Understanding construction consortia: Theory, practice and opinions
- Publisher: Royal Institute of Chartered Surveyors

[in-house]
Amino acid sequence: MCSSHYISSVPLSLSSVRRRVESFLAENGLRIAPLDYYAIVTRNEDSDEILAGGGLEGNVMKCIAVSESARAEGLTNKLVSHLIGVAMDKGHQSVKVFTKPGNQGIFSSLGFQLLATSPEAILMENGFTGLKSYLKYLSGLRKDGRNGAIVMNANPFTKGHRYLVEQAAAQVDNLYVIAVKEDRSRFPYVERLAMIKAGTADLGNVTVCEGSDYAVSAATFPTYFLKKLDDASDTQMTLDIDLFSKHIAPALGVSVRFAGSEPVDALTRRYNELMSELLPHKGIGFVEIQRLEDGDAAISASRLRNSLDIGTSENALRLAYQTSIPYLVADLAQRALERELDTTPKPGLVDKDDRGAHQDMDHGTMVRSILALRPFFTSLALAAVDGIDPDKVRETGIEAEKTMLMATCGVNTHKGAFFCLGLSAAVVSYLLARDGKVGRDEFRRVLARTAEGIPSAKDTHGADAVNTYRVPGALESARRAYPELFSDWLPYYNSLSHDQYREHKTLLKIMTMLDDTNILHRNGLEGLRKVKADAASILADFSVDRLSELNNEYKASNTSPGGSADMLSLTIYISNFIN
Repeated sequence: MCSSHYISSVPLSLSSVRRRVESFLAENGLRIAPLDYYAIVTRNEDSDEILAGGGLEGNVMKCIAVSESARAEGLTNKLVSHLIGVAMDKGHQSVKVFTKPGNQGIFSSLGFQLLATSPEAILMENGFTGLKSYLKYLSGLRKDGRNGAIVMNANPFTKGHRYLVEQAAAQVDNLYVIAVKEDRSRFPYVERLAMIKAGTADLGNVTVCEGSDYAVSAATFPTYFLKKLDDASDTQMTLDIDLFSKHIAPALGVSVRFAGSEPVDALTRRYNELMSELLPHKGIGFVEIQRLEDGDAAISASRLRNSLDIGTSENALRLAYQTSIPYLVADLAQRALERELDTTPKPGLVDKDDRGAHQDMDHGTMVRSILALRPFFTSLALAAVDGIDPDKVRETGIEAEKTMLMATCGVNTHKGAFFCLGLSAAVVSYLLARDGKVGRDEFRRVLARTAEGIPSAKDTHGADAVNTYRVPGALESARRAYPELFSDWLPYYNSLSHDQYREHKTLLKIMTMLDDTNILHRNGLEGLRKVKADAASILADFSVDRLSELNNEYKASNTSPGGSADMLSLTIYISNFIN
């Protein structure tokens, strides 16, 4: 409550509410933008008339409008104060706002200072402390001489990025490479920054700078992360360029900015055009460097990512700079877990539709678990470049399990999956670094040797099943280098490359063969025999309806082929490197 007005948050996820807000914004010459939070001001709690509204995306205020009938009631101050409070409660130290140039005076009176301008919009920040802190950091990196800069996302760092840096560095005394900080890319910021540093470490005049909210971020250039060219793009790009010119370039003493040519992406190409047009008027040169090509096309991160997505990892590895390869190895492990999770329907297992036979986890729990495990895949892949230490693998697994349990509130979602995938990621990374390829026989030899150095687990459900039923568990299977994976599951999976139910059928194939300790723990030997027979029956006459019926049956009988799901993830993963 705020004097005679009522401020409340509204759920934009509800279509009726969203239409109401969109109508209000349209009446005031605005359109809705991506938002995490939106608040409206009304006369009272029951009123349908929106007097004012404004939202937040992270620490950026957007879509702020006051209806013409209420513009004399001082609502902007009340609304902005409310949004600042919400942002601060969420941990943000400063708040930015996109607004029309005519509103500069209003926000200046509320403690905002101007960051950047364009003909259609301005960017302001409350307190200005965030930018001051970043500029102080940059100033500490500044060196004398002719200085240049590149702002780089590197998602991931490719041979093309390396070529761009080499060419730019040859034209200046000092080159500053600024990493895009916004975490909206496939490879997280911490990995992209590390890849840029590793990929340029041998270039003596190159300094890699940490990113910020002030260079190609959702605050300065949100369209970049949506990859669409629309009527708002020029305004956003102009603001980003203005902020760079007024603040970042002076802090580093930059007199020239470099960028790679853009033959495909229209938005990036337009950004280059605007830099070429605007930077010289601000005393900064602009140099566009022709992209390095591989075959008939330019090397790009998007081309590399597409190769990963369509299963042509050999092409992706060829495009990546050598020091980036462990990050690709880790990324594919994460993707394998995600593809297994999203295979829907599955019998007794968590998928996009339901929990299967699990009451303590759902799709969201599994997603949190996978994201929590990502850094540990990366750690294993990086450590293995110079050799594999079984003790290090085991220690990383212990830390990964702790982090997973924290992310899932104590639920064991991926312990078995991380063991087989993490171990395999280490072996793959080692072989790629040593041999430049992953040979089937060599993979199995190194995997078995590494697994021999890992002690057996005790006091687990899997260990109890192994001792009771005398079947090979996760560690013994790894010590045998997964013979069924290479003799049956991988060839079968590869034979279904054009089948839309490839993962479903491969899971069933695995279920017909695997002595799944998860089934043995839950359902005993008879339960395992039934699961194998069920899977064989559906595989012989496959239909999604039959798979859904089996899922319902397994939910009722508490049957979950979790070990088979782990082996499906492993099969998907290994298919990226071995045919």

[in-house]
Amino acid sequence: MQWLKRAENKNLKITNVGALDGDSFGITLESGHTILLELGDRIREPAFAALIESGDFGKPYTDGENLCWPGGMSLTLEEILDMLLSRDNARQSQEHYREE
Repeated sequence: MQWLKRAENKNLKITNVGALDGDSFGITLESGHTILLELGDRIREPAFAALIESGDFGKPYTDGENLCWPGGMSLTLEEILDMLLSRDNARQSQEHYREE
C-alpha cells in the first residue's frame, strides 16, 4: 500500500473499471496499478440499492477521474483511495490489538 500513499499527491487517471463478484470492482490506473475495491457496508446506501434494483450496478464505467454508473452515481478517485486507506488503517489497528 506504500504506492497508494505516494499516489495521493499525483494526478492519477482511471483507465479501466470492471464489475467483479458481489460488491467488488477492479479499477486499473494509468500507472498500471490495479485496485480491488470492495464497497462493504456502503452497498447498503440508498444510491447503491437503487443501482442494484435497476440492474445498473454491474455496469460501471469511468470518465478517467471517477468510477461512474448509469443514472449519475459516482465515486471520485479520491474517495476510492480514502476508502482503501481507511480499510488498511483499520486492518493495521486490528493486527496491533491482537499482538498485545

Firms form consortia in order to win contracts. Once a project has been awarded to a consortium each member then concentrates on his or her own contract with the client. Therefore, consortia are marketing devices, which present the impression of teamworking, but the production process is just as fragmented as under conventional procurement methods. In this way, the consortium forms a barrier between the client and the actual construction production process. Firms form consortia, not as a simple development of normal ways of working, but because the circumstances for specific projects make it a necessary vehicle. These circumstances include projects that are too large or too complex to undertake alone or projects that require on-going services which cannot be provided by the individual firms inhouse. It is not a preferred way of working, because participants carry extra risk in the form of liability for the actions of their partners in the consortium. The behaviour of members of consortia is determined by their relative power, based on several factors, including financial commitment and ease of replacement. The level of\ud supply chain visibility to the public sector client and to the industry is reduced by the existence of a consortium because the consortium forms an additional obstacle between the client and the firms undertaking the actual construction work. Supply chain visibility matters to the client who otherwise loses control over the process of construction or service provision, while remaining accountable for cost overruns. To overcome this separation there is a convincing argument in favour of adopting the approach put forward in the Project Partnering Contract 2000 (PPC2000) Agreement. Members of consortia do not necessarily go on to work in the same consortia again because members need to respond flexibly to opportunities as and when they arise. Decision-making processes within consortia tend to be on an ad hoc basis. Construction risk is taken by the contractor and the construction supply chain but the reputational risk is carried by all the firms associated with a consortium. There is a wide variation in the manner that consortia are formed, determined by the individual circumstances of each project; its requirements, size and complexity, and the attitude of individual project leaders. However, there are a number of close working relationships based on generic models of consortia-like arrangements for the purpose of building production, such as the Housing Corporation Guidance Notes and the PPC2000.
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